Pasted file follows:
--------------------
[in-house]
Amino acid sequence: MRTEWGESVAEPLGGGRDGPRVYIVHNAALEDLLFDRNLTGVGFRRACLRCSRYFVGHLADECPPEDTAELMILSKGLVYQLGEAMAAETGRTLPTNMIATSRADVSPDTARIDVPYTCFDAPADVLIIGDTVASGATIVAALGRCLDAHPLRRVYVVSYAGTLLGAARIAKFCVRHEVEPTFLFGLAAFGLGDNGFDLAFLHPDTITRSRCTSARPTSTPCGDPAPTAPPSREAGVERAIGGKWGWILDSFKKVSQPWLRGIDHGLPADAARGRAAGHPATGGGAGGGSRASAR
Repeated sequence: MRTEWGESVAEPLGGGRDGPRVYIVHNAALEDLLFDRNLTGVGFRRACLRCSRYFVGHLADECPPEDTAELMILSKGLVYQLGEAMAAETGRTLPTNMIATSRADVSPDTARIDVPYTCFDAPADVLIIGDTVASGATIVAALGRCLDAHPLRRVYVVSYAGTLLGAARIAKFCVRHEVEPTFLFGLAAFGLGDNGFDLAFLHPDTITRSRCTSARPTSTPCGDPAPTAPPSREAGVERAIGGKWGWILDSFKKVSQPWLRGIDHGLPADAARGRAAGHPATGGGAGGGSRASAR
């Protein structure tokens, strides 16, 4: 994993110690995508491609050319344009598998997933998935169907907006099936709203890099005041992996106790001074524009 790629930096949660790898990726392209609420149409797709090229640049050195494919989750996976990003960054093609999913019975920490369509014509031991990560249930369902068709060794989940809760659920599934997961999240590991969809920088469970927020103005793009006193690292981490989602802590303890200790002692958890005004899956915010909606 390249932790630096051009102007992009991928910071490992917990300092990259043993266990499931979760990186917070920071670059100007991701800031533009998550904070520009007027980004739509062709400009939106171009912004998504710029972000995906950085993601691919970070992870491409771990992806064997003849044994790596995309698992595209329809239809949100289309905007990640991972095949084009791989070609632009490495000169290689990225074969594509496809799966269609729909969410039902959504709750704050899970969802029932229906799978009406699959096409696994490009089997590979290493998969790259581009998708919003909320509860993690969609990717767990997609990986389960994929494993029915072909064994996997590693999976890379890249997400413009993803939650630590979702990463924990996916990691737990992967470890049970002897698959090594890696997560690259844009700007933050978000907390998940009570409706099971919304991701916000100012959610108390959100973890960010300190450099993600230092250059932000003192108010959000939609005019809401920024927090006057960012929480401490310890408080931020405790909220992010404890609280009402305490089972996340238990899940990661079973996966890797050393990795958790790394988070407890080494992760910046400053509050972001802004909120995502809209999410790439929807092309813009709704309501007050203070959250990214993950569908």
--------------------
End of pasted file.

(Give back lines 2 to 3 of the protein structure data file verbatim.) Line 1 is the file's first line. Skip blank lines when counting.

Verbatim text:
Amino acid sequence: MRTEWGESVAEPLGGGRDGPRVYIVHNAALEDLLFDRNLTGVGFRRACLRCSRYFVGHLADECPPEDTAELMILSKGLVYQLGEAMAAETGRTLPTNMIATSRADVSPDTARIDVPYTCFDAPADVLIIGDTVASGATIVAALGRCLDAHPLRRVYVVSYAGTLLGAARIAKFCVRHEVEPTFLFGLAAFGLGDNGFDLAFLHPDTITRSRCTSARPTSTPCGDPAPTAPPSREAGVERAIGGKWGWILDSFKKVSQPWLRGIDHGLPADAARGRAAGHPATGGGAGGGSRASAR
Repeated sequence: MRTEWGESVAEPLGGGRDGPRVYIVHNAALEDLLFDRNLTGVGFRRACLRCSRYFVGHLADECPPEDTAELMILSKGLVYQLGEAMAAETGRTLPTNMIATSRADVSPDTARIDVPYTCFDAPADVLIIGDTVASGATIVAALGRCLDAHPLRRVYVVSYAGTLLGAARIAKFCVRHEVEPTFLFGLAAFGLGDNGFDLAFLHPDTITRSRCTSARPTSTPCGDPAPTAPPSREAGVERAIGGKWGWILDSFKKVSQPWLRGIDHGLPADAARGRAAGHPATGGGAGGGSRASAR